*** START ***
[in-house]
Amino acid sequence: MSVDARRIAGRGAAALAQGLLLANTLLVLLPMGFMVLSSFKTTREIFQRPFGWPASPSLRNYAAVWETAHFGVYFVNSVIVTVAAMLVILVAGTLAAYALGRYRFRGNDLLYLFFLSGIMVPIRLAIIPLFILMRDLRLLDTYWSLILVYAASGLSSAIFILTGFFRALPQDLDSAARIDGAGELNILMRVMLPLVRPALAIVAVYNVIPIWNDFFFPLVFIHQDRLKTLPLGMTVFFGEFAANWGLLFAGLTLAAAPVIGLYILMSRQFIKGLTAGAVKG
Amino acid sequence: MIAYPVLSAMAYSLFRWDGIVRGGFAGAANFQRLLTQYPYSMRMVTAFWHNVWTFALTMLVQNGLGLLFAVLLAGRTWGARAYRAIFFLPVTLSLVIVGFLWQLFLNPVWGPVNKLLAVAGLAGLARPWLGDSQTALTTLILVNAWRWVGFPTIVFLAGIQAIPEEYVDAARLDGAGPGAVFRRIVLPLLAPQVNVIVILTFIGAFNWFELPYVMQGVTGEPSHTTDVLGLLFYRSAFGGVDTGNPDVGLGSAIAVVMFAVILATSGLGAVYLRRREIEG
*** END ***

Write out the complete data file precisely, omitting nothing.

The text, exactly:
[in-house]
Amino acid sequence: MSVDARRIAGRGAAALAQGLLLANTLLVLLPMGFMVLSSFKTTREIFQRPFGWPASPSLRNYAAVWETAHFGVYFVNSVIVTVAAMLVILVAGTLAAYALGRYRFRGNDLLYLFFLSGIMVPIRLAIIPLFILMRDLRLLDTYWSLILVYAASGLSSAIFILTGFFRALPQDLDSAARIDGAGELNILMRVMLPLVRPALAIVAVYNVIPIWNDFFFPLVFIHQDRLKTLPLGMTVFFGEFAANWGLLFAGLTLAAAPVIGLYILMSRQFIKGLTAGAVKG
Amino acid sequence: MIAYPVLSAMAYSLFRWDGIVRGGFAGAANFQRLLTQYPYSMRMVTAFWHNVWTFALTMLVQNGLGLLFAVLLAGRTWGARAYRAIFFLPVTLSLVIVGFLWQLFLNPVWGPVNKLLAVAGLAGLARPWLGDSQTALTTLILVNAWRWVGFPTIVFLAGIQAIPEEYVDAARLDGAGPGAVFRRIVLPLLAPQVNVIVILTFIGAFNWFELPYVMQGVTGEPSHTTDVLGLLFYRSAFGGVDTGNPDVGLGSAIAVVMFAVILATSGLGAVYLRRREIEG